Richland County firefighters might drive ambulances

Columbia officials are asking that city firefighters be allowed to drive Richland County ambulances during critical-care emergencies.

The request Wednesday follows the death of a 3-year-old boy Sept. 17 whose ambulance was delayed by the wait for a qualified driver.

Firefighters at the scene and their chaplain expressed concern after the boy's death about the wait. Some talked to The State newspaper for a Sunday story.

City Council members agree that firefighters need to be able to drive ambulances at times, even though Coroner Gary Watts said getting to the hospital earlier would not have saved Jadan Myers-Pugh.

The idea is a potential lifesaver, city leaders said.

"We want to see this happen," Mayor Bob Coble said.

Some County Council members agree the change makes sense.

"If people are trained, I can't think of any reason why they wouldn't be permitted to do that," Councilman Greg Pearce said.

Council chairman Paul Livingston said, "I can't see any reason that anybody would object" if firefighters acquire the skills to handle ambulances.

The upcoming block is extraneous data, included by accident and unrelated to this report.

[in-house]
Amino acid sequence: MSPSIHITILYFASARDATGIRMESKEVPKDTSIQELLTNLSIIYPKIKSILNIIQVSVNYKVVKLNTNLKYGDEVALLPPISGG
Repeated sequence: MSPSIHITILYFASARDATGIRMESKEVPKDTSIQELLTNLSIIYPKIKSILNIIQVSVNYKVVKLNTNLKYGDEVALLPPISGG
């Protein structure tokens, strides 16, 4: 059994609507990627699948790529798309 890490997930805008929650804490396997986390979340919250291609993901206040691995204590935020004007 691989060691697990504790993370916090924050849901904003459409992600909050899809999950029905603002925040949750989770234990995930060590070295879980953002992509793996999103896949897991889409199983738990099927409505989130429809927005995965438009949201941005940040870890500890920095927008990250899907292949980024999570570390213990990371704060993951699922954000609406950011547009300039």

It is unclear how quickly the extra training and related steps could be taken by financially squeezed City Hall. And it's unclear how much extra training firefighters would need.

City officials are asking for an estimate on how much the move would cost and how long it would take to make the idea reality.

Their plan is that city firefighters meet the same standards as county emergency medical workers.

"We're in their house," city public safety director Michael King said. "We've got to follow those rules. We're asking them to let us know what it takes."

Efforts to reach county emergency medical services officials for comment were unsuccessful. County spokeswoman Stephany Snowden said further analysis of the plan is needed to answer city officials' questions.

As many as 164 of 391 city firefighters could qualify for the dual roles, fire chief Bradley Anderson said. They are experienced, have commercial drivers licenses and are used to driving trucks and other emergency vehicles, he said.

Firefighters arrived at the scene first and treated Jadan until county emergency medical workers came.

The wait before taking the child to the hospital less than a mile away occurred because the two-member medical crew was focused on caring for him, requiring another ambulance to be called so a third medic could drive the vehicle to the hospital.

Watts has ruled that the four-minute delay did not contribute to the boy's death, saying the child was dead already from swine flu when his mothered discovered him unconscious in his room. Jadan also suffered from sickle-cell anemia.

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